Information For Non Masons

  • What is Freemasonry
  • Religion
  • Conduct
  • Politics
  • Charity
  • Socially

What Is Freemasonry?

It is a most happy association of friends which provides interest, a discipline of life, many social activities for men and their families and has a long history of charitable support for the less fortunate members of our society. All this is combined with a fascinating history going back almost three hundred years. To be more specific:

Freemasonry is open to men of good reputation, irrespective of race or creed, provided they believe in a Supreme Being. This belief is an essential qualification for admission and continued membership.

Freemasonry teaches moral lessons and self-knowledge through participation in a progression of allegorical two-part plays, which are learnt by heart and performed within each Lodge.

Freemasonry offers its members an approach to life which seeks to reinforce thoughtfulness for others, kindness in the community, and honesty in business, courtsey in society and fairness in all things. Members are urged to regard the interests of the family as paramount but importantly Freemasonry also teaches and practices concern for people, care for the less fortunate and help for those in need.

Religion

Freemasonry is emphatically not a religion.

Freemasonry requires a belief in a Supreme Being and its principles are common to many of the world’s great religions. Freemasonry does not try to replace religion or substitute for it. Every candidate is exhorted to practice his religion and regard its holy book as the unerring standard of truth. Freemasonry does not instruct its members in what their religious beliefs should be, nor does it offer sacraments.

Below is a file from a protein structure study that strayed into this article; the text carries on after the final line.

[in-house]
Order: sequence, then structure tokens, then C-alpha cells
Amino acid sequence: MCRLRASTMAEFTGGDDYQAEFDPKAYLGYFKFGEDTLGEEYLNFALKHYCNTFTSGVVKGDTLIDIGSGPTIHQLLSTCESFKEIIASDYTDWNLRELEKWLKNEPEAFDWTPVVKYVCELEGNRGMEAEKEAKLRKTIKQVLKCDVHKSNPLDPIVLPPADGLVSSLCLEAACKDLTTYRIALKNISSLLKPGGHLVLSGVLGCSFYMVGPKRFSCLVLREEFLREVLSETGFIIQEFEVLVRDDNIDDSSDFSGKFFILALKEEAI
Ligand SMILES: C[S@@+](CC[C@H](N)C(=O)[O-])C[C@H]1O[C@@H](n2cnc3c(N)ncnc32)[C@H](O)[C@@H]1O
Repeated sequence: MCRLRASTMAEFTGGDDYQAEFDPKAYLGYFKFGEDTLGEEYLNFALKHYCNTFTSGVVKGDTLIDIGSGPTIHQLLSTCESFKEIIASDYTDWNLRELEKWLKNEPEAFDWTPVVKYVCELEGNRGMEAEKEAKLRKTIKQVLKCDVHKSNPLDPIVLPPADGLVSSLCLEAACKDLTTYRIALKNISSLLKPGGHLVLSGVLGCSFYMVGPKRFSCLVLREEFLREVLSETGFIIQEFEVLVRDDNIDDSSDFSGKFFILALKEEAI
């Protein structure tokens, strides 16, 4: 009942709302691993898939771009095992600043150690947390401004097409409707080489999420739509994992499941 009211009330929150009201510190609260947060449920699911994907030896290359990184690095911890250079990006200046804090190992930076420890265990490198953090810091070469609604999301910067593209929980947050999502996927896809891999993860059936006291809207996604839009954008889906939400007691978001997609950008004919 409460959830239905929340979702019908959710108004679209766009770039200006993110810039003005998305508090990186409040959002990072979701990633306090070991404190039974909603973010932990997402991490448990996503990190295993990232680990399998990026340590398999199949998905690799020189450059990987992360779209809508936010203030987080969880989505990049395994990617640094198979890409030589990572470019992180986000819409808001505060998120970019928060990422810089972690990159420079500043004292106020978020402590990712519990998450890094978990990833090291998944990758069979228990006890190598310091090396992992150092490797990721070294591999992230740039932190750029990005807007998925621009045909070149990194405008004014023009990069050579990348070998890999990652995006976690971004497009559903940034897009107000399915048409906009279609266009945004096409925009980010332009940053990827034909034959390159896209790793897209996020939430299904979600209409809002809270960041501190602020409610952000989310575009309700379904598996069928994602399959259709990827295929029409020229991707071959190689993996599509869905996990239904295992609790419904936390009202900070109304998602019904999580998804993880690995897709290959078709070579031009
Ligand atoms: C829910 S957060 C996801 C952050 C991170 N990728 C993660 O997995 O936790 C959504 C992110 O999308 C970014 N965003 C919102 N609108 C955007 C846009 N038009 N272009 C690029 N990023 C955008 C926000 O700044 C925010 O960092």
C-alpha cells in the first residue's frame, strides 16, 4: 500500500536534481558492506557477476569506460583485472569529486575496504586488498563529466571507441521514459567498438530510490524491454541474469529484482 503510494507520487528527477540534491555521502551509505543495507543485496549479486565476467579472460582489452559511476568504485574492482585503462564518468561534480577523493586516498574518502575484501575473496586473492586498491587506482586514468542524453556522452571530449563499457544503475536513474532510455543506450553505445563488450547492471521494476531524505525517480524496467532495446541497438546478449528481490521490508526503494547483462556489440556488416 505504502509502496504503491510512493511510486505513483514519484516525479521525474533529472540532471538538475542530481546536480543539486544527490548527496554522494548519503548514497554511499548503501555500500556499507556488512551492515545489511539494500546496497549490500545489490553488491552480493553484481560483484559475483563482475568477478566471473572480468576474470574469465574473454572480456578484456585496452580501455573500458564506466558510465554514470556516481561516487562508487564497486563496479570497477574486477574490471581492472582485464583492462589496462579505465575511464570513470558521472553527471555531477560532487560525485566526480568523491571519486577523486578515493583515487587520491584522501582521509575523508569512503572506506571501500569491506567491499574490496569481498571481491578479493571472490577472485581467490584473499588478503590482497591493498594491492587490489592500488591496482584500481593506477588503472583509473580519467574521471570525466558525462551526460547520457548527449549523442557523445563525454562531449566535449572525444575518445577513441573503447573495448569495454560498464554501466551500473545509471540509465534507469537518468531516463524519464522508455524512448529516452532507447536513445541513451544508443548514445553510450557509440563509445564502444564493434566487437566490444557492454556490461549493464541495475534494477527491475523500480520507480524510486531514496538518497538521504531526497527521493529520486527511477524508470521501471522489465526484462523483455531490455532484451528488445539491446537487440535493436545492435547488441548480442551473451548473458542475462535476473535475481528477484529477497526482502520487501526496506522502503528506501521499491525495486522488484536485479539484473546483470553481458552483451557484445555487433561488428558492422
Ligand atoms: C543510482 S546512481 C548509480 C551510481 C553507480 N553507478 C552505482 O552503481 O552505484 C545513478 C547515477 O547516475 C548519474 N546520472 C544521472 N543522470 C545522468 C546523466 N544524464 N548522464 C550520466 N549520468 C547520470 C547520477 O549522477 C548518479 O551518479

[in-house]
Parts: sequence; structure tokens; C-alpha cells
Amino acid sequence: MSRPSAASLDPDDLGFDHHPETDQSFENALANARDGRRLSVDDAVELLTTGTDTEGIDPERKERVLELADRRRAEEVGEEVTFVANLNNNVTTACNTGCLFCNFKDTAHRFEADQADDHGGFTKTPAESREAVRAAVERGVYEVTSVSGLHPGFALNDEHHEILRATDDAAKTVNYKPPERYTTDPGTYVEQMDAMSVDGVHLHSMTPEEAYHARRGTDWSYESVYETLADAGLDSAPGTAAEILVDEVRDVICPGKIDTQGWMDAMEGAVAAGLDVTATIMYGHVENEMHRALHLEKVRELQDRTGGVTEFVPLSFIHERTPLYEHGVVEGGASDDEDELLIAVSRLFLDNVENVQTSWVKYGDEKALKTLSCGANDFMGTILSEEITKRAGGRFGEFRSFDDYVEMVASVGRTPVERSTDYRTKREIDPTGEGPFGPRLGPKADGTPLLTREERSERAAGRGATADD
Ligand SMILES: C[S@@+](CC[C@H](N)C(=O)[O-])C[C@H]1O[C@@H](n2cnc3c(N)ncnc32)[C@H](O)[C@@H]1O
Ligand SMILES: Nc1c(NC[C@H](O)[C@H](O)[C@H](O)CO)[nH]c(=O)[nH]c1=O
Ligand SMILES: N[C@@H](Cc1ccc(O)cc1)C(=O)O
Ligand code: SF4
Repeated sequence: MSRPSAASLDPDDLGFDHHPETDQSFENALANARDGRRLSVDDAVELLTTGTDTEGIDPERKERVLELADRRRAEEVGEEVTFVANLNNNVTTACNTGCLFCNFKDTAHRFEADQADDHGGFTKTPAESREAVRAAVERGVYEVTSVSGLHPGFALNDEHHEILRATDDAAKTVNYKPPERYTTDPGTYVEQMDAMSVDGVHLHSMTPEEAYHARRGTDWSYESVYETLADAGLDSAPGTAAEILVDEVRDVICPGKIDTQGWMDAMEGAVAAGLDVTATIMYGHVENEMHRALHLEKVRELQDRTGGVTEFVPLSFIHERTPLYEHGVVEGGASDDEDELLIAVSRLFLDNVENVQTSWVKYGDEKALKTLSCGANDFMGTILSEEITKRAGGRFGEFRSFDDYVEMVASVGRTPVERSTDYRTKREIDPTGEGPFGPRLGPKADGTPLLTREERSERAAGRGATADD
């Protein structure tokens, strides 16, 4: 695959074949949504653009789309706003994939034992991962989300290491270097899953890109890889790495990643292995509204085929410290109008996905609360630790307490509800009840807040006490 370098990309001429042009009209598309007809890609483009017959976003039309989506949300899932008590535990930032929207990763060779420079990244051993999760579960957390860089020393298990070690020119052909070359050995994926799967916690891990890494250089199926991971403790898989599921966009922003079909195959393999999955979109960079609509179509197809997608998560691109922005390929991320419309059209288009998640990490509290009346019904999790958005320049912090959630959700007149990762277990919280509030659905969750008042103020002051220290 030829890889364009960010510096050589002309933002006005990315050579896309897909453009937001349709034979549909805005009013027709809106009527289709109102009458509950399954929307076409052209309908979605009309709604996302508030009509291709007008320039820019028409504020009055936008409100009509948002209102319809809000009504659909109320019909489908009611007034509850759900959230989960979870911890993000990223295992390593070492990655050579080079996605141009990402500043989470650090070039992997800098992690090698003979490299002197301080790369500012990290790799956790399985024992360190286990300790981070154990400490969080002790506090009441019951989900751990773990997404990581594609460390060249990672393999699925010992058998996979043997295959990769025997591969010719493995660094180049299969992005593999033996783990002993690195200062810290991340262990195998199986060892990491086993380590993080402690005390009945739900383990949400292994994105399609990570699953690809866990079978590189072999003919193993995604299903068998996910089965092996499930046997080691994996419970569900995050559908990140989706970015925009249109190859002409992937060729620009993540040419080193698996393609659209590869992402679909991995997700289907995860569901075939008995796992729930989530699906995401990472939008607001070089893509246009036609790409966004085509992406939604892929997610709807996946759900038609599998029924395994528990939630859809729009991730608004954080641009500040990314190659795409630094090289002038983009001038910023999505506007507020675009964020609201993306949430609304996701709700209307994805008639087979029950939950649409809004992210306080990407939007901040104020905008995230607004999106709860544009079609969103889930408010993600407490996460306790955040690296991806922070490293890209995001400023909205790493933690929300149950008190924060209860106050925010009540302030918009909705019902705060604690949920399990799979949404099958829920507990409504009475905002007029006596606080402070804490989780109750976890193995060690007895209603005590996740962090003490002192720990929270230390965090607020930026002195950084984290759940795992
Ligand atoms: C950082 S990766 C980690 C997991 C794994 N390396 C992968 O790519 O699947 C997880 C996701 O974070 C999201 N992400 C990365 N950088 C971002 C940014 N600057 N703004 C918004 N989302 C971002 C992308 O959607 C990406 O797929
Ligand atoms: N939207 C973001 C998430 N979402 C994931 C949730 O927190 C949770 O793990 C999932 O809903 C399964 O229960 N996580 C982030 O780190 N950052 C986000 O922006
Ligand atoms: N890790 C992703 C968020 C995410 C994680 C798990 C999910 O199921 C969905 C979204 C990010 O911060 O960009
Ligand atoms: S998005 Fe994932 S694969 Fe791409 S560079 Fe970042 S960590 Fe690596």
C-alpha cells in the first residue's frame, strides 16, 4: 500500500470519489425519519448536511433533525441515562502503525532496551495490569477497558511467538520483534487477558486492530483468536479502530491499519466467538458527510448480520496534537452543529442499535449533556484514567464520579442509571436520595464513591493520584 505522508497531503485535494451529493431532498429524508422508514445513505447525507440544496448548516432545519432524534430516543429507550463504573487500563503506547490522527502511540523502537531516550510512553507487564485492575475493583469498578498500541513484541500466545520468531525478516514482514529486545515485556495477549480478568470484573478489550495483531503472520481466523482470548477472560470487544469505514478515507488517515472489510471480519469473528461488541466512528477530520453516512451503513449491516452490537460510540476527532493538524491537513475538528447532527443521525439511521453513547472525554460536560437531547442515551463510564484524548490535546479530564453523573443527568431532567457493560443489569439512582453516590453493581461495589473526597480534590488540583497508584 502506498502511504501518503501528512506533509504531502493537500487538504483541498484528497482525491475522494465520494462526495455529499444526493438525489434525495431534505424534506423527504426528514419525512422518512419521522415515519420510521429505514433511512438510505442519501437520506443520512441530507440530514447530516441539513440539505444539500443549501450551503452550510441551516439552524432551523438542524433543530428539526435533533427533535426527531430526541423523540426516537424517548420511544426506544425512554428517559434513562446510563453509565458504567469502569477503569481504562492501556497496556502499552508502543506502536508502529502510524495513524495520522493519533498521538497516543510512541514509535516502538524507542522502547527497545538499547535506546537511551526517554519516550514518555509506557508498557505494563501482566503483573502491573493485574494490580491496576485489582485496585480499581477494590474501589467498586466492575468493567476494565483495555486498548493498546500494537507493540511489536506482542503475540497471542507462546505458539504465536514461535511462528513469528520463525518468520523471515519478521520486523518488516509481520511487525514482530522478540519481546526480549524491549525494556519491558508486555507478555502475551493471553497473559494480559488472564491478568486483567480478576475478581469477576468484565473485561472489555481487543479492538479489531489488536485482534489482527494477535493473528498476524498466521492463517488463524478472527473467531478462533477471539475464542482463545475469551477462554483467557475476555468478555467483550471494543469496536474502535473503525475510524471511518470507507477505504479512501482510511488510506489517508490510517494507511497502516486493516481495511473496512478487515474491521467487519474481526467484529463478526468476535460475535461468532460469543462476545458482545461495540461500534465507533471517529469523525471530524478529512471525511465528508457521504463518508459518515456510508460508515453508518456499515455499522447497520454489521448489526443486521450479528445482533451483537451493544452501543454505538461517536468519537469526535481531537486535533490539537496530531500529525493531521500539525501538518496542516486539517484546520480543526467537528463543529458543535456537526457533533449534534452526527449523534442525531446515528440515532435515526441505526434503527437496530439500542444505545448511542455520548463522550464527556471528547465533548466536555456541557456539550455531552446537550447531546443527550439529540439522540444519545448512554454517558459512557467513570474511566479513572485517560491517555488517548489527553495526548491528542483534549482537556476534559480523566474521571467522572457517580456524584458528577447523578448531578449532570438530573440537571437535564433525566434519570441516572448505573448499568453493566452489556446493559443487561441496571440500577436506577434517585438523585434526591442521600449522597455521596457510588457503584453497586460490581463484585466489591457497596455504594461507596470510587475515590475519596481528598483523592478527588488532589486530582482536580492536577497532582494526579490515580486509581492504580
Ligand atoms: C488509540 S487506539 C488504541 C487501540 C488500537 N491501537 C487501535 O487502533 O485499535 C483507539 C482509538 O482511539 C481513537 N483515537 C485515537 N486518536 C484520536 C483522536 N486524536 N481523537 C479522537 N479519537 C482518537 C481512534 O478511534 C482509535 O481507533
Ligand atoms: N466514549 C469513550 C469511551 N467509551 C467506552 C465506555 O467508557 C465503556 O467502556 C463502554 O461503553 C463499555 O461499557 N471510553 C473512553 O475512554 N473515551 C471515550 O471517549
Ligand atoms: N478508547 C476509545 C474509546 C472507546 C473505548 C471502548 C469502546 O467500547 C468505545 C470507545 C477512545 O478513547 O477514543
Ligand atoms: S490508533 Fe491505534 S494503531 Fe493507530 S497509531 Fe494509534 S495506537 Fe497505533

Thus, Freemasonry brings men of different faiths together in a unique way to share a happy and rewarding fellowship with one another.

Conduct

On his entry into Freemasonry each candidate states unequivocally that he expects no material gain from his membership. At various stages during the three ceremonies of his admission he if forcefully reminded that attempts to gain preferment or material gain for himself or others is a misuse of membership which will not be tolerated. Abuse of membership can result in penalties varying from temporary suspension to expulsion. Nor may Freemasonry ever be used to protect a follow Freemason, or anyone else, who has behaved dishonestly or unlawfully.

Politics

Freemasonry is wholly unconcerned with political matters. Discussion of politics or religion is expressly forbidden at Lodge meetings. The organising body of Freemasonry refuses to express any opinion, one way or the other, about domestic or foreign State Policy.

Charity

From its earliest days, Freemasonry has been involved in charitable activities, and since its inception it has provided support for many widows and orphans of Freemasons as well as others within the community.

All monies raised for charity are drawn from amongst freemasons, their families and friends, while grants and donations are made to Masonic and non-Masonic charities alike.

Over the past five years alone Freemasonry has raised more than £75m for a wide range of charitable purposes including those involved in medical research, community care, education and work with young people.

Socially

Freemasonry is fun as well as having its more serious side. It provides a wonderfully happy social life for its members and their families with a wide variety of events run by local Lodges as well as larger events bringing many people together. Very many enduring friendships are made.

Thus, being a Freemason becomes a very comfortable, happy and satisfying experience with great opportunities to become involved, while catering for a wide variety of talents and interests.
Lodges meet monthly, usually for eight or nine months of the year; meetings are followed by a supper and by a banquet once a year following the annual meeting. Membership allows a Mason to visit Lodges in all parts of the country and abroad, providing the Lodge is recognised by our own Grand Lodge, thus providing great opportunities for social contact.

If you have a friend who is a Freemason, ask him to tell you more about it. Alternatively, you can obtain more information from your local Masonic Hall, from our Provincial website at:

Province of West Lancashire

Or from

Provincial Grand Lodge of West Lancashire
Provincial Office
Leyland Masonic Hall
Wellington Park
Church Road
Leyland
PR25 3AB
Tel: 01772623557
E-mail: centraloffice@provinceofwestlancs.org